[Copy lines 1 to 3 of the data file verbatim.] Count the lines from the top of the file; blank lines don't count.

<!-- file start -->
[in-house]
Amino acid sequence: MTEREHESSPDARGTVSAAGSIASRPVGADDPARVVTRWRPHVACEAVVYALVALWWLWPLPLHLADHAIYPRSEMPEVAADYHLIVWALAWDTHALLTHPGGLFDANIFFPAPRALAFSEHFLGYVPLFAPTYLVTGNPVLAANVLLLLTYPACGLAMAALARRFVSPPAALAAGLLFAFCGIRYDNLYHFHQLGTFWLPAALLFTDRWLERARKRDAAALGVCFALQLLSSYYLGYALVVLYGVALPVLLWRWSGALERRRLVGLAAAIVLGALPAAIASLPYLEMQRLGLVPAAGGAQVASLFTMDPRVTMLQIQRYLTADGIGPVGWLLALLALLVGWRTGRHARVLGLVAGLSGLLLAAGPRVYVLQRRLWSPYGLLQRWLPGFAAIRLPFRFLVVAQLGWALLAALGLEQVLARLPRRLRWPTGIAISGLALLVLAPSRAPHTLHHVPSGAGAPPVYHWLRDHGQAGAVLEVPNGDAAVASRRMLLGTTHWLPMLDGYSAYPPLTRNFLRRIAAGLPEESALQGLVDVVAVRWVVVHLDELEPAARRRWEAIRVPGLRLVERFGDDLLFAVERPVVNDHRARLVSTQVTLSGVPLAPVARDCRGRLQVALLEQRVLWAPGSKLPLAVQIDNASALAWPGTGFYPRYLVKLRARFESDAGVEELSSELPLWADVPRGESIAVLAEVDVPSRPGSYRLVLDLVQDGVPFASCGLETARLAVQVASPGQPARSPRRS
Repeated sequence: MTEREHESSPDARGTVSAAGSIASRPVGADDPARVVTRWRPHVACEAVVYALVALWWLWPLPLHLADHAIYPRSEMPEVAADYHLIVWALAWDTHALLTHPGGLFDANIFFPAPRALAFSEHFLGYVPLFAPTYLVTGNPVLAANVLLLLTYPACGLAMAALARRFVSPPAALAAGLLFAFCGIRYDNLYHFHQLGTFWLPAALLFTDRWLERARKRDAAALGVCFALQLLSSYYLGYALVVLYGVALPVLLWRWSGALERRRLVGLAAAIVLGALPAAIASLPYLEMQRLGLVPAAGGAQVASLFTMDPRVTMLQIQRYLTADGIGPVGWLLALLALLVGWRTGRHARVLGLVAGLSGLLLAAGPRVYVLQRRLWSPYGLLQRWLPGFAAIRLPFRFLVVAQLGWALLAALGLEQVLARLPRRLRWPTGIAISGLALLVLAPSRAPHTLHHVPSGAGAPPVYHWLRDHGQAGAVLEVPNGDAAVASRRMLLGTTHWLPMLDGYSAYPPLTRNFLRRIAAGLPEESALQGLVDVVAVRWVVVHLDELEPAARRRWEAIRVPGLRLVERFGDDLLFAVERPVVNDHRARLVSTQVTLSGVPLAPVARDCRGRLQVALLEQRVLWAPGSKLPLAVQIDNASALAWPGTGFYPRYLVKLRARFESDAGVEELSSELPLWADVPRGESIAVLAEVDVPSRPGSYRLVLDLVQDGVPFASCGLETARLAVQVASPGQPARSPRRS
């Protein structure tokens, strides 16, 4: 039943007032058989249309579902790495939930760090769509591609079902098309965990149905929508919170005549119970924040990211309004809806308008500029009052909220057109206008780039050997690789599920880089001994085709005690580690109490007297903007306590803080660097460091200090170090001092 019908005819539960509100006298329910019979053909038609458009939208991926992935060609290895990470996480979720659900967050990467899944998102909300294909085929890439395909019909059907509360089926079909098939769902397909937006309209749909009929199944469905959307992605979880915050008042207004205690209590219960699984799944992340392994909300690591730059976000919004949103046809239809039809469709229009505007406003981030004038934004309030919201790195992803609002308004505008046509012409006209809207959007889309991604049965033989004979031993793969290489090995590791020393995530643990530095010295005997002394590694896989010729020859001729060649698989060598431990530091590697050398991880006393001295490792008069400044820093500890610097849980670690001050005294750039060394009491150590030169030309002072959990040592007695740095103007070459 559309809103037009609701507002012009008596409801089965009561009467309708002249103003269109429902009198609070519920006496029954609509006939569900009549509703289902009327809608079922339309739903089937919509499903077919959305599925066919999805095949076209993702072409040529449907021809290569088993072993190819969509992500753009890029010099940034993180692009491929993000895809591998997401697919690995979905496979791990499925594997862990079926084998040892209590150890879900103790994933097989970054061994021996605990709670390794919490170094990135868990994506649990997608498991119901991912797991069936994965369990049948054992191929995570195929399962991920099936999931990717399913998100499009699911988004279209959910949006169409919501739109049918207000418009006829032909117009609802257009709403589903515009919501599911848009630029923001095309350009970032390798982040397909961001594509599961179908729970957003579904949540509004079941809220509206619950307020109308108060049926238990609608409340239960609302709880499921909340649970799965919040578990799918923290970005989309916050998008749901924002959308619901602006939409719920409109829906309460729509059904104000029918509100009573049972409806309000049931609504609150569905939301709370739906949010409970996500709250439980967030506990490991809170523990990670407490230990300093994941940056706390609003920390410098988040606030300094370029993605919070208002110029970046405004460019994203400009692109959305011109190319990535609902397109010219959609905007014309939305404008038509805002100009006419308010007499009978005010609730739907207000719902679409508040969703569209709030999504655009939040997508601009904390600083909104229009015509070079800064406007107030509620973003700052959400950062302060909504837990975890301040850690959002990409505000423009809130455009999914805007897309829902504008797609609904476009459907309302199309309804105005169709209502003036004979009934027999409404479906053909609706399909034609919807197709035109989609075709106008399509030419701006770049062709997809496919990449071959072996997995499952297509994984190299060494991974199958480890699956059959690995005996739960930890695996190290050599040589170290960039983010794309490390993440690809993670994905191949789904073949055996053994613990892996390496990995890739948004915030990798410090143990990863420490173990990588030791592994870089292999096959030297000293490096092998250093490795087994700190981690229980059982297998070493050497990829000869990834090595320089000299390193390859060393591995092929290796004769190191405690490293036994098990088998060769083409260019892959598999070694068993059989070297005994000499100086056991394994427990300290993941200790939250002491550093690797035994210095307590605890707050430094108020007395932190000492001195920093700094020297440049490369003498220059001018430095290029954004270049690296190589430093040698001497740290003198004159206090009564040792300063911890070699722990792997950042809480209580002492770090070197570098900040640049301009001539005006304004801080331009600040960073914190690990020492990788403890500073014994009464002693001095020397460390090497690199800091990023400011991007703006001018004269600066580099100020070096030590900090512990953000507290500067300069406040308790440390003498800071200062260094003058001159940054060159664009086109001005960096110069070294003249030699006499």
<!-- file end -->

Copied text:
[in-house]
Amino acid sequence: MTEREHESSPDARGTVSAAGSIASRPVGADDPARVVTRWRPHVACEAVVYALVALWWLWPLPLHLADHAIYPRSEMPEVAADYHLIVWALAWDTHALLTHPGGLFDANIFFPAPRALAFSEHFLGYVPLFAPTYLVTGNPVLAANVLLLLTYPACGLAMAALARRFVSPPAALAAGLLFAFCGIRYDNLYHFHQLGTFWLPAALLFTDRWLERARKRDAAALGVCFALQLLSSYYLGYALVVLYGVALPVLLWRWSGALERRRLVGLAAAIVLGALPAAIASLPYLEMQRLGLVPAAGGAQVASLFTMDPRVTMLQIQRYLTADGIGPVGWLLALLALLVGWRTGRHARVLGLVAGLSGLLLAAGPRVYVLQRRLWSPYGLLQRWLPGFAAIRLPFRFLVVAQLGWALLAALGLEQVLARLPRRLRWPTGIAISGLALLVLAPSRAPHTLHHVPSGAGAPPVYHWLRDHGQAGAVLEVPNGDAAVASRRMLLGTTHWLPMLDGYSAYPPLTRNFLRRIAAGLPEESALQGLVDVVAVRWVVVHLDELEPAARRRWEAIRVPGLRLVERFGDDLLFAVERPVVNDHRARLVSTQVTLSGVPLAPVARDCRGRLQVALLEQRVLWAPGSKLPLAVQIDNASALAWPGTGFYPRYLVKLRARFESDAGVEELSSELPLWADVPRGESIAVLAEVDVPSRPGSYRLVLDLVQDGVPFASCGLETARLAVQVASPGQPARSPRRS
Repeated sequence: MTEREHESSPDARGTVSAAGSIASRPVGADDPARVVTRWRPHVACEAVVYALVALWWLWPLPLHLADHAIYPRSEMPEVAADYHLIVWALAWDTHALLTHPGGLFDANIFFPAPRALAFSEHFLGYVPLFAPTYLVTGNPVLAANVLLLLTYPACGLAMAALARRFVSPPAALAAGLLFAFCGIRYDNLYHFHQLGTFWLPAALLFTDRWLERARKRDAAALGVCFALQLLSSYYLGYALVVLYGVALPVLLWRWSGALERRRLVGLAAAIVLGALPAAIASLPYLEMQRLGLVPAAGGAQVASLFTMDPRVTMLQIQRYLTADGIGPVGWLLALLALLVGWRTGRHARVLGLVAGLSGLLLAAGPRVYVLQRRLWSPYGLLQRWLPGFAAIRLPFRFLVVAQLGWALLAALGLEQVLARLPRRLRWPTGIAISGLALLVLAPSRAPHTLHHVPSGAGAPPVYHWLRDHGQAGAVLEVPNGDAAVASRRMLLGTTHWLPMLDGYSAYPPLTRNFLRRIAAGLPEESALQGLVDVVAVRWVVVHLDELEPAARRRWEAIRVPGLRLVERFGDDLLFAVERPVVNDHRARLVSTQVTLSGVPLAPVARDCRGRLQVALLEQRVLWAPGSKLPLAVQIDNASALAWPGTGFYPRYLVKLRARFESDAGVEELSSELPLWADVPRGESIAVLAEVDVPSRPGSYRLVLDLVQDGVPFASCGLETARLAVQVASPGQPARSPRRS